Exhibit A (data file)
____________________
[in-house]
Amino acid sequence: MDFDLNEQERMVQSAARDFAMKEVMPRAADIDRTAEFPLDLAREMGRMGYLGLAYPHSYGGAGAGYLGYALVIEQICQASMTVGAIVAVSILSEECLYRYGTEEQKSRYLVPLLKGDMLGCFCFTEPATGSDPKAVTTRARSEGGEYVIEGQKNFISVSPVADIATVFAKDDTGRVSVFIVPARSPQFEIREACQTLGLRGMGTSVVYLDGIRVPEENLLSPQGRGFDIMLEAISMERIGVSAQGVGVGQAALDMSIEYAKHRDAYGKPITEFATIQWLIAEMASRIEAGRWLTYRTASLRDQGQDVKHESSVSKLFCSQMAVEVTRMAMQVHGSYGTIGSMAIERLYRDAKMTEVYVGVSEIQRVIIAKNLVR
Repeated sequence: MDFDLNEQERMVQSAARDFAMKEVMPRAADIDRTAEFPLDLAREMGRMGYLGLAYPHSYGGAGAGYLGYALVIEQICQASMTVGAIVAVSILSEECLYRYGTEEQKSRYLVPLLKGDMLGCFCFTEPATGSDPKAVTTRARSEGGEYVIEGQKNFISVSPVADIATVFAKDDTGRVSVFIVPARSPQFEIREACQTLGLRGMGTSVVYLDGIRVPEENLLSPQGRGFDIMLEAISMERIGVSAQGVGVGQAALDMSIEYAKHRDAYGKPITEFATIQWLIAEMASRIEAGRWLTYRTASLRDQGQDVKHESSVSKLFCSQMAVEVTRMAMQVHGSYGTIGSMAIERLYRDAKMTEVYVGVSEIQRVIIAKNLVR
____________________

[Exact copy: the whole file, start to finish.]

[in-house]
Amino acid sequence: MDFDLNEQERMVQSAARDFAMKEVMPRAADIDRTAEFPLDLAREMGRMGYLGLAYPHSYGGAGAGYLGYALVIEQICQASMTVGAIVAVSILSEECLYRYGTEEQKSRYLVPLLKGDMLGCFCFTEPATGSDPKAVTTRARSEGGEYVIEGQKNFISVSPVADIATVFAKDDTGRVSVFIVPARSPQFEIREACQTLGLRGMGTSVVYLDGIRVPEENLLSPQGRGFDIMLEAISMERIGVSAQGVGVGQAALDMSIEYAKHRDAYGKPITEFATIQWLIAEMASRIEAGRWLTYRTASLRDQGQDVKHESSVSKLFCSQMAVEVTRMAMQVHGSYGTIGSMAIERLYRDAKMTEVYVGVSEIQRVIIAKNLVR
Repeated sequence: MDFDLNEQERMVQSAARDFAMKEVMPRAADIDRTAEFPLDLAREMGRMGYLGLAYPHSYGGAGAGYLGYALVIEQICQASMTVGAIVAVSILSEECLYRYGTEEQKSRYLVPLLKGDMLGCFCFTEPATGSDPKAVTTRARSEGGEYVIEGQKNFISVSPVADIATVFAKDDTGRVSVFIVPARSPQFEIREACQTLGLRGMGTSVVYLDGIRVPEENLLSPQGRGFDIMLEAISMERIGVSAQGVGVGQAALDMSIEYAKHRDAYGKPITEFATIQWLIAEMASRIEAGRWLTYRTASLRDQGQDVKHESSVSKLFCSQMAVEVTRMAMQVHGSYGTIGSMAIERLYRDAKMTEVYVGVSEIQRVIIAKNLVR